The neck portion of the just-fired case sheared away from the case body and formed a “collar” around the next cartridge when it was chambered.
Recently, while shooting a Norinco SKS, I experienced a failure to go into battery. Upon removing the cartridge, I found the round to be “shrouded” by another brass casing (top photo, with intact case for comparison). Thinking this was a manufacturing oddity, I thought nothing of it until picking up my brass and found a short casing. It seems clear that the brass case had completely separated, leaving the fore-end to catch the next round being chambered (bottom photo). In a lifetime of shooting, I have never before seen nor heard of such an event. Perhaps you could offer an explanation as to what happened? I was shooting 7.62x39 mm, 124-grain FMJ from a reputable American manufacturer. In the 40 rounds expended, this was the only incident, and there were no other problems with it.
Ron Barnes, Pert, TX
The phenomenon that you observed is relatively rare but not unheard of.
There are several causes that could result in what you experienced or something similar. Each of these causes could potentially result in the situation with the ammunition/rifle combination individually or collectively.
Since 39 out of the 40 rounds fired without incident, it would be reasonable to believe that the ammunition by itself was not at fault. That said, where the break occurred was quite close to the transition point of where the brass is annealed at the case mouth and shoulder and the case body itself. The annealed portion of the case is intentionally made softer in order for the case to seal the chamber, containing the pressure when the rifle is fired. If the case did not expand to seal the chamber, there would have been evidence of sooting as a result of gas leaking past the neck and shoulder of the case. As evidenced by the pictures you provided, there did not appear to be any gas leakage, which leads me to believe the chamber was sealed by the case neck and shoulder when the rifle was fired.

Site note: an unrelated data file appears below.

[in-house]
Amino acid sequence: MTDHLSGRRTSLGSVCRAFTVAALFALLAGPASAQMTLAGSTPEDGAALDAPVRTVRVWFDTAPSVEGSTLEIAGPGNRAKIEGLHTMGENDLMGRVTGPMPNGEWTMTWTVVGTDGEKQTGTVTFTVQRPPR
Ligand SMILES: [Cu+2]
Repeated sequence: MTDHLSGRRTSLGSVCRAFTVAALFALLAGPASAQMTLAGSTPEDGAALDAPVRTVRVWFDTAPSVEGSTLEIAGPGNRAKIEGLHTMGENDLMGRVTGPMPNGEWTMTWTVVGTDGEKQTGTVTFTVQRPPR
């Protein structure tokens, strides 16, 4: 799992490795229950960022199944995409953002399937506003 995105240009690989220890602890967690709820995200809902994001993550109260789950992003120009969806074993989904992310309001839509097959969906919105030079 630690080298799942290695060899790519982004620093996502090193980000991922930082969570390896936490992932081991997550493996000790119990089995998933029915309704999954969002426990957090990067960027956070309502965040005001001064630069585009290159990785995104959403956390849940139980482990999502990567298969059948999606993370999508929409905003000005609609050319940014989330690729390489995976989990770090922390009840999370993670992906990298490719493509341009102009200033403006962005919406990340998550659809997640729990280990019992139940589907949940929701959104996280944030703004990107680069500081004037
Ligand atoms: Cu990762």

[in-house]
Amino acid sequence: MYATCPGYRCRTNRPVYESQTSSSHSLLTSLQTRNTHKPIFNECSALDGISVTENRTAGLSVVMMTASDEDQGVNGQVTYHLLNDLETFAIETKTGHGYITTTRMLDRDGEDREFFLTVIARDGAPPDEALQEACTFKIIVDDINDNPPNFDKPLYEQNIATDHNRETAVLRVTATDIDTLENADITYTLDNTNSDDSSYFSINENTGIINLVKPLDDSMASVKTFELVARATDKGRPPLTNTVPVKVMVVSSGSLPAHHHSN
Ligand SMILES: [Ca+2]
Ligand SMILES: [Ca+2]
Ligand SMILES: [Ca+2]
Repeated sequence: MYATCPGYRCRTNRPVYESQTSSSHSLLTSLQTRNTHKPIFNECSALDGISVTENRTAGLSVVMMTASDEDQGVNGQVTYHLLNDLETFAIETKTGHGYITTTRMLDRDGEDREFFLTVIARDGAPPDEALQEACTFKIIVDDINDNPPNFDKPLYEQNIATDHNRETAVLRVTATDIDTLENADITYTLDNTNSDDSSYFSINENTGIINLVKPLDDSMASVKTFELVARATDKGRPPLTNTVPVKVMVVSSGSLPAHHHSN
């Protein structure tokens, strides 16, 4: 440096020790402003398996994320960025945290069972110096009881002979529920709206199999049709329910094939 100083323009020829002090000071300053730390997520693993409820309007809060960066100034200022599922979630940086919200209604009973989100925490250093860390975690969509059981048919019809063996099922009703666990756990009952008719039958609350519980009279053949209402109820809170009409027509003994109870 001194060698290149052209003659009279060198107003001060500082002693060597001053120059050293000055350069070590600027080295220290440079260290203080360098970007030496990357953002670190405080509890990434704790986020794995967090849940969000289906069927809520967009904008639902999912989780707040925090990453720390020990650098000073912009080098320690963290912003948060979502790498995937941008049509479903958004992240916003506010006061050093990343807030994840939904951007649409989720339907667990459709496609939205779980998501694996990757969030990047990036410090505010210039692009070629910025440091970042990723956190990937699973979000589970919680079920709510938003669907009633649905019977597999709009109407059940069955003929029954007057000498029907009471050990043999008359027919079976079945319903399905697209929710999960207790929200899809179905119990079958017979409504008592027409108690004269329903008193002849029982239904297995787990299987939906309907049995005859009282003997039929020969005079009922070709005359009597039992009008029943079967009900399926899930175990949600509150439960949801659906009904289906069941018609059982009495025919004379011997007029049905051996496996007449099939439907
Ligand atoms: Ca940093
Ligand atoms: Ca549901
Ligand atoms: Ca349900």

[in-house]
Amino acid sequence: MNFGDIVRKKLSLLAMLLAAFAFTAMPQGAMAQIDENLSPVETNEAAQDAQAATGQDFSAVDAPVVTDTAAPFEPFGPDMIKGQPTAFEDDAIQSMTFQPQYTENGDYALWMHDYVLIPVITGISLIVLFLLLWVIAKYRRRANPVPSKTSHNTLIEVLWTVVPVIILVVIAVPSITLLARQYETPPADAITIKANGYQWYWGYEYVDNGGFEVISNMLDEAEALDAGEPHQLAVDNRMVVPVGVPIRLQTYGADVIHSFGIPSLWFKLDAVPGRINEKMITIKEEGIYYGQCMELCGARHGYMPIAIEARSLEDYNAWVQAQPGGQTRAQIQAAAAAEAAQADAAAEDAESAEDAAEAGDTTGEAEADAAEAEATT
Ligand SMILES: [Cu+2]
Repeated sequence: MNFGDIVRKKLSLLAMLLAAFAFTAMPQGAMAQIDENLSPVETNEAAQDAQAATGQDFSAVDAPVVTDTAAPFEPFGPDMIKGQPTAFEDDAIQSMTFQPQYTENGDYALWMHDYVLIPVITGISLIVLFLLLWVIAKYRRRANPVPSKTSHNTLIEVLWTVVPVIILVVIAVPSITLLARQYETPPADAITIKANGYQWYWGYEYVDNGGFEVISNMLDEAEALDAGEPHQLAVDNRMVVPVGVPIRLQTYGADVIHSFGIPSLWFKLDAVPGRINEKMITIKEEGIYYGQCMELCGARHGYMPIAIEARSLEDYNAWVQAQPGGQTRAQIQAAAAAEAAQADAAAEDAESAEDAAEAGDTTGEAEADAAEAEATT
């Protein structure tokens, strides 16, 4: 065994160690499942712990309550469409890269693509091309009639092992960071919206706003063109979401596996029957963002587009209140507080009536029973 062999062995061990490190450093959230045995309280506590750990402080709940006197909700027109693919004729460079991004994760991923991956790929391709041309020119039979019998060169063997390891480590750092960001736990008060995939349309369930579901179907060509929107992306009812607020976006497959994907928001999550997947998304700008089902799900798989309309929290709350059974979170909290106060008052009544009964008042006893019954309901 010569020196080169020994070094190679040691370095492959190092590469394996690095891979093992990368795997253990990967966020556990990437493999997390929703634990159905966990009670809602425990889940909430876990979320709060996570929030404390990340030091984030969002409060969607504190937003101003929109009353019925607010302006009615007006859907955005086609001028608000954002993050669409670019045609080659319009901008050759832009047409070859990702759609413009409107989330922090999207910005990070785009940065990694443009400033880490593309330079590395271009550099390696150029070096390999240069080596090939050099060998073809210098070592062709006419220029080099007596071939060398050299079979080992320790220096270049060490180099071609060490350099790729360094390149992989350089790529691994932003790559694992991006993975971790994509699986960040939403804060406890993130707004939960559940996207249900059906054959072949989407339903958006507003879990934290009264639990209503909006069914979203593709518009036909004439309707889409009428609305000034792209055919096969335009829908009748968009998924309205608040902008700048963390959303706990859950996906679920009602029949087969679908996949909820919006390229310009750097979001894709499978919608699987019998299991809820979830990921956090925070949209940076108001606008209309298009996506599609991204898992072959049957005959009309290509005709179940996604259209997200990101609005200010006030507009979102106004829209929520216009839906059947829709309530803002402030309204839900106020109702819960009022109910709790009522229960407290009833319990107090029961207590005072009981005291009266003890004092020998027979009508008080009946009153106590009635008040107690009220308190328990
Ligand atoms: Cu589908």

The SKS was designed as a battle rifle. That means it must perform under all kinds of conditions with little-to-no maintenance. In order to operate in dirt, dust, moisture and the buildup of firing residue from continuous firing without cleaning, the chamber necessarily has to be cut a little on the liberal side for the gun to function in these adverse conditions. The chamber typically will not have the smooth, consistent finish of a sporting rifle—by design—to reduce steps in manufacturing and therefore reduce cost without affecting the function of the gun for its intended purpose.
Additionally, the rifle’s headspace could be on the extreme edge of serviceability, which will cause a cartridge case to stretch, crack or separate. This condition usually results in a visible ring around the cartridge case or visible deformity near the head, but can happen anywhere along the length of the case with multiple contributing factors.
Excessive carbon buildup or the introduction of foreign particulate matter such as fine sand or dirt in the chamber can change the characteristics of how the cartridge case interfaces with and seals the chamber when the round is fired. Conceivably, a grain of sand or particle of carbon could retard the extraction of the cartridge case, which could in fact pull the cartridge case in two—separating at its weakest point of resistance.
With the evidence currently available, the cause of the case separation and subsequent interruption in the cycle of operation caused by the neck and shoulder of the separated case remaining in the chamber is purely speculative on our part.
If you still have the spent brass from cartridges fired on the day of the case separation, close inspection under magnification inside and out for stretching and deformation may contribute to solving this most unusual mystery.
It could have been the mechanical condition of the rifle, a fouled chamber, perhaps a less-than-perfect cartridge case or a combination of those factors that caused the phenomenon that you experienced.
You would do well to examine brass from cartridges fired in your SKS in the future, at least periodically, to see if any of the signs mentioned above come forth to help discover the culprit.